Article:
Consumers can register for the Do Not Call/Do Not Text Register online at bit.ly/DoNotText or by phone at 877-872-7030.
NON-U.S. 'BAD ACTORS' ARE A MAJOR HEADACHE
Tim Schwarz, the Tennessee Public Utility Commission director of communications and external affairs, said by phone the program works for businesses and other entities interested in obeying the law. Problems come from outside the United States, he said.
"It's hard from an enforcement standpoint for the Attorney General's Office or the Utility Commission to take action because we just don't have jurisdiction overseas in that way," Schwarz said of the state agencies.
He said he sees Lamberth's legislation as seeking to address texting, which "just hasn't been done.
"We've treated it the same way. If you're on that Do Not Call list, you don't have to take any further action, you're going to be included. It's like one list now, Do Not Call and Do Not Text Registry. So if you're on one, you're on both," Schwarz said.
The Federal Communications Commission maintains its own do-not-call registry.
"They have a hard time also," Schwarz said. The state attorney general "has tried as well on the spoofing side, which is what most of it is. It's spoofing where they disguise the phone numbers, and their technology is pretty well advanced and they can just blast calls. And what they're trying to do is see if the numbers are working numbers, and they'll package and sell them.
"We advise people if you see a number and you don't recognize it, don't answer it because you're essentially verifying that it's a working phone number. So if you don't answer unwanted calls, you should see the number go down."
Regarding unknown texts, Schwarz said if you receive one, just ignore and delete it.
"If it's a real problem, file a complaint with the commission, and we will look into it," he said.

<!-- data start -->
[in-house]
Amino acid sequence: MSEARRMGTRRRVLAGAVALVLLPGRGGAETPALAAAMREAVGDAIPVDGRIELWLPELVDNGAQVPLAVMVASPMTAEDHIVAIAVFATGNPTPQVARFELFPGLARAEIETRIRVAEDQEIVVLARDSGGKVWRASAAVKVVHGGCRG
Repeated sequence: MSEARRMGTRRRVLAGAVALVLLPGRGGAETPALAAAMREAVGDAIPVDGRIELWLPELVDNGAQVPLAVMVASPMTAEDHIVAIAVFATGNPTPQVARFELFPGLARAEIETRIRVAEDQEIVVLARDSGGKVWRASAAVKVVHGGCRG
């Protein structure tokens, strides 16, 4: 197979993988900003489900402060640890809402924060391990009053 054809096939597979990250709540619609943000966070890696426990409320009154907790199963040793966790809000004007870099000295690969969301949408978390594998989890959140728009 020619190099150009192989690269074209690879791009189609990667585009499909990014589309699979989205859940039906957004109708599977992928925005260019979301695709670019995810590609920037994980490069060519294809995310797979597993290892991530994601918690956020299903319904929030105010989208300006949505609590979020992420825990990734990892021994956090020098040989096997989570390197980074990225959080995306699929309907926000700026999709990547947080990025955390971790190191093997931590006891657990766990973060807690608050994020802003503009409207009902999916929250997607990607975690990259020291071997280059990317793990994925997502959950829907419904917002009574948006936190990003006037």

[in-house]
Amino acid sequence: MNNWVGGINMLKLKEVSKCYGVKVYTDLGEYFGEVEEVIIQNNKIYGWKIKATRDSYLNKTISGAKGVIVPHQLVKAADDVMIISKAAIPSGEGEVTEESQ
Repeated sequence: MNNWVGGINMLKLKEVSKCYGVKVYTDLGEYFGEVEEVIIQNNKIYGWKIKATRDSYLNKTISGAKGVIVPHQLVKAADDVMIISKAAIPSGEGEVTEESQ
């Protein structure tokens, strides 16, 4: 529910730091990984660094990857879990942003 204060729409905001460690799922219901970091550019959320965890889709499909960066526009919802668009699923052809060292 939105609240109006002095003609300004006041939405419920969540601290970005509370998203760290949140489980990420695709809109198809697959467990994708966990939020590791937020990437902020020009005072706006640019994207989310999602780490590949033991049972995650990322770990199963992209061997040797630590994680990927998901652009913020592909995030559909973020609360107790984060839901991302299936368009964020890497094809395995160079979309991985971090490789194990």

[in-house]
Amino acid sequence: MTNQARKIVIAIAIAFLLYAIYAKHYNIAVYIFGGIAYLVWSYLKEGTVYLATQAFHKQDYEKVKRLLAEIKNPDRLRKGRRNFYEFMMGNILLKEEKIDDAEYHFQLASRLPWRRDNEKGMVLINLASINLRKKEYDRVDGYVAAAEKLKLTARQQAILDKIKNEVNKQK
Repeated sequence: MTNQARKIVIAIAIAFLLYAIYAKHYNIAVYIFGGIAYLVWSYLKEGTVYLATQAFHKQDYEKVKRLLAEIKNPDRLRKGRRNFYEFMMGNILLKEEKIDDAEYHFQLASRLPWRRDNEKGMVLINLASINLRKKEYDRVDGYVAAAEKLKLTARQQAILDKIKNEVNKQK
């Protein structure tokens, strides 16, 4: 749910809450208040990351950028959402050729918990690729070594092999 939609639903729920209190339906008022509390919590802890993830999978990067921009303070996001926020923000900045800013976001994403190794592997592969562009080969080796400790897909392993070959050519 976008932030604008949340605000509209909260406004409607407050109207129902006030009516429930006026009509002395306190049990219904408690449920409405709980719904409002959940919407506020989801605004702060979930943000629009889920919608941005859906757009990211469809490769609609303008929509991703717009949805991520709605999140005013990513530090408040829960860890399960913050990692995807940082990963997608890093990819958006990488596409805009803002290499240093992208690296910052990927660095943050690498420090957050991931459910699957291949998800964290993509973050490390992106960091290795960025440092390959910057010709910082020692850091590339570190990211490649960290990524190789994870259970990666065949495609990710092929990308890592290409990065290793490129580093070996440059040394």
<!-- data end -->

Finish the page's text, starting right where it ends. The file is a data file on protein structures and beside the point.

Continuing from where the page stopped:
The FCC says on its website that unwanted calls — including illegal calls and robocalls in which a caller deliberately falsifies the information transmitted to a recipient's's caller ID display to disguise their identity — are the FCC's "top consumer complaint" and its top consumer protection priority.
Those include complaints from consumers whose numbers are being spoofed, where the call or whose calls are being mistakenly blocked or labeled as a possible scam call by a robocall blocking app or service. The agency says it is "committed to doing what we can to protect you from these unwelcome situations" and is cracking down on illegal calls in multiple ways, including issuing hundreds of millions of dollars in enforcement actions against illegal robocallers.
The FCC has allowed phone companies to block by default illegal or unwanted calls based on "reasonable call analytics" before the calls reach consumers, the agency said on its website. It has allowed consumer options on tools to block calls from any number that doesn't appear on a customer's contact list or other "white list." It's required phone companies to implement caller ID authentication to help reduce illegal spoofing and has made consumer complaint data available to enable better call blocking and labeling solutions, the agency's website said.